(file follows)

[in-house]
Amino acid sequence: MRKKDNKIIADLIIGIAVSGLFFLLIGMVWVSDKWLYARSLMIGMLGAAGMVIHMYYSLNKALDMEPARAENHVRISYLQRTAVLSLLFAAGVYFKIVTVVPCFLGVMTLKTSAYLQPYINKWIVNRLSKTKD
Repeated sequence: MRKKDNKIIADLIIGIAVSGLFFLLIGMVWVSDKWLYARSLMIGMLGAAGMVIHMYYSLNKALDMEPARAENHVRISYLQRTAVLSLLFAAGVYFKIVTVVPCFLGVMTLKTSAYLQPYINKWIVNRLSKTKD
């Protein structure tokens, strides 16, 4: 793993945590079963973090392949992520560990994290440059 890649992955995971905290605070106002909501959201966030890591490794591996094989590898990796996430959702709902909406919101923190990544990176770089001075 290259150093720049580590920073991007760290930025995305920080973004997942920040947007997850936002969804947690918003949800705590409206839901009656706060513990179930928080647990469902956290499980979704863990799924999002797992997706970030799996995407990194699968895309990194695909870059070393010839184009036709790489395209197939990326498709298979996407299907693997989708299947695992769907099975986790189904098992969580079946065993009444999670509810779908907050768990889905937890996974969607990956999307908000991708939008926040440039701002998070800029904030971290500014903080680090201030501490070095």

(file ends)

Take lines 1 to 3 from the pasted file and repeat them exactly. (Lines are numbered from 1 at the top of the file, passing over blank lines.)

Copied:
[in-house]
Amino acid sequence: MRKKDNKIIADLIIGIAVSGLFFLLIGMVWVSDKWLYARSLMIGMLGAAGMVIHMYYSLNKALDMEPARAENHVRISYLQRTAVLSLLFAAGVYFKIVTVVPCFLGVMTLKTSAYLQPYINKWIVNRLSKTKD
Repeated sequence: MRKKDNKIIADLIIGIAVSGLFFLLIGMVWVSDKWLYARSLMIGMLGAAGMVIHMYYSLNKALDMEPARAENHVRISYLQRTAVLSLLFAAGVYFKIVTVVPCFLGVMTLKTSAYLQPYINKWIVNRLSKTKD